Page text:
To avoid misleading consumers, brands and creators must be transparent with their collaborations. Consumers may find it difficult to differentiate between advertorial content (sponsored content) and editorial content (non-commercial content). In order to protect consumers from unfair advertising practices, it’s important that brands and creators are upfront about their partnerships. They should follow disclosure guidelines and include a disclosure along with their sponsored content.
Disclosure guidelines differ from country to country. We’ve outlined guidelines on how to disclose properly for the United Kingdom and United States. You can find how to disclose sponsored posts guidelines for Norway, Sweden, and Finland here. These guidelines are up to date as of 29 October 2020.
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The United Kingdom
What are the disclosure guidelines?
The Committee of Advertising Practice (CAP) and the Advertising Standards Authority (ASA) monitors advertising practices in the UK. The guidelines state that it’s against the law for creators to publish a post promoting a product where they’ve been paid, but it’s not clear that the post is an ad. Creators who fail to disclose the ‘commercial intent’ behind a post falsely misrepresent themselves as consumers.
What’s an ad?
- Paid-for space: An advertiser pays for an ad to appear in a ‘paid-for ad space,’ like a sponsored post on social media.
- Own advertising: Creators post about their own products/services on their personal social media channels.
- Affiliate marketing: Creators share an affiliate link or discount code with a post and get paid per click or sale.
What’s counts as an ad?
According to CAP, content on social media is considered an ad if:
- The brand has paid a creator, and
- The brand had some editorial control over the content the creator produces.
If creators receive a form of payment, and the brand doesn’t have editorial control, the consumer protection legislation still applies and is enforced by the Competition and Markets Authority (CMA).
What’s considered payment?
- Monetary payment
- Commission (ie: affiliate marketing)
- Loaned products or services
- Free products or services, whether requested or given unexpectedly
- Any other incentive
If brands and creators have ‘commercial relationships’ (ie: brand ambassadors), this is also considered payment.
If creators promote their own products or services on their social media, they’ll need to make it clear that it’s their own line of products or services. If that’s clear, consumers are typically able to realize that creators are promoting their own brand.
What’s editorial control?
If brands can control any aspect of their collaboration with creators, they likely have editorial control. According the the ASA: “as a rule of thumb, if [creators] weren’t completely free to do and say whatever [they] wanted whenever they wanted, then there could have been some level of editorial control by the brand.”
For example, brands have editorial control if they:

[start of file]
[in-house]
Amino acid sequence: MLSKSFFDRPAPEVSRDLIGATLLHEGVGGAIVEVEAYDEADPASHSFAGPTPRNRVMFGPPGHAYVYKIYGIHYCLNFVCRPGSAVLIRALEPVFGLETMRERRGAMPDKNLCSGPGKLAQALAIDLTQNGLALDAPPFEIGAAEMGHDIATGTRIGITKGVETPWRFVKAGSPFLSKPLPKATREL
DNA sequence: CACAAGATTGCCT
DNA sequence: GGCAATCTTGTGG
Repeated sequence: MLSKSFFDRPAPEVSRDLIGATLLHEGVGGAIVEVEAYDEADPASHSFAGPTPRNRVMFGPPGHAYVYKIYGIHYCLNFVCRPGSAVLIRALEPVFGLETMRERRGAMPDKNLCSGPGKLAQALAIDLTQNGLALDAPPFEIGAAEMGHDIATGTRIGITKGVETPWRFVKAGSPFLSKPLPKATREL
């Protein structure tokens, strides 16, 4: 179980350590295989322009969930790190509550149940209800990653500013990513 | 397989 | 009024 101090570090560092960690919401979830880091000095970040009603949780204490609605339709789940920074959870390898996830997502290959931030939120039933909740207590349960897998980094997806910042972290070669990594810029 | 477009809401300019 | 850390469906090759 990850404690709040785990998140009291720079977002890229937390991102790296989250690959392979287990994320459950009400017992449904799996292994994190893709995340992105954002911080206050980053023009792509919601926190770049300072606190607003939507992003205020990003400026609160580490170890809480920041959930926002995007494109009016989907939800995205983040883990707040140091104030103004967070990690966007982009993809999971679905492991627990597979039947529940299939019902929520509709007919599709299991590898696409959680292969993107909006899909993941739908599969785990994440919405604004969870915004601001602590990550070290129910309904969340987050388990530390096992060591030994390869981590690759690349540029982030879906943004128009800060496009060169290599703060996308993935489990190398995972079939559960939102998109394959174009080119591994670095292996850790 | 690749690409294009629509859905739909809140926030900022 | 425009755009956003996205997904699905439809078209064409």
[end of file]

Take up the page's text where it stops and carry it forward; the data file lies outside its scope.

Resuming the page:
- Tell creators what they need to say. This includes certain words, phrases, key messages you need to convey, or hashtags.
- Tell creators what needs to be in the content. This can include a specific action or type of content.
- Ask to approve content before creators post it, or have asked them to edit it.
- Require a number of posts that need to be shared at specific dates or times.
- Could request changes to the content, and the creator would have to carry them out.
How can ads be clearly shown as ads?
The ads “must be obviously identifiable as such.” To ensure sponsored content is perceived as an ad, it’s important that creators include a clear disclosure with the content. Consumers should be able to see that the content is an ad immediately, and shouldn’t have to do additional work to figure that out.
Anything else you should know?
Be sure to review the CAP Code to ensure the ads are following the law, especially in situations where the ad:
- Makes any claims about a product. Read more here.
- Promotes products or service that have an age limit, such as alcohol or gambling.
- Sponsors products that have many regulations, such as food and supplements.
- Runs giveaways. Read more here.
You can learn more about disclosures here.
The United States
What are the disclosure guidelines?
The Federal Trade Commission (FTC), which monitors advertising practices in the US, requires that ads are clear and easily identifiable by creators’ audience. To do this, it’s important that creators include a disclosure with their sponsored content.
Other things that should be considered to ensure consumers can easily identify sponsored content:
- If the creators’ website is long, disclosures should be repeated.
- If they share a sponsored video, the disclosure should remain long enough on the screen to be read. It should also be spoken audibly so it can be heard and understood.
- Creators should be considerate of technological limitations. For example, their audience may not allow pop-ups, so pop-up disclosures might not be be seen.
- If creators share a sponsored blog post on Twitter, your blog post and tweet should both include a disclosure.
It’s important that creators and brands don’t assume disclosures provided by social media platforms, such as Instagram’s Paid Partnership tag, are sufficient enough to meet the disclosure guidelines outlined by the FTC. To be sure sponsored content have proper disclosures, it’s best that creators include a disclosure in their captions in addition to using the Paid Partnership tag.
Disclaimer: This post is meant to provide you with guidelines on how you can avoid breaking marketing laws and regulations, and it should not be considered legal advice. If you’re unsure about how to disclose, we recommend that you reach out to the consumer authority in your country.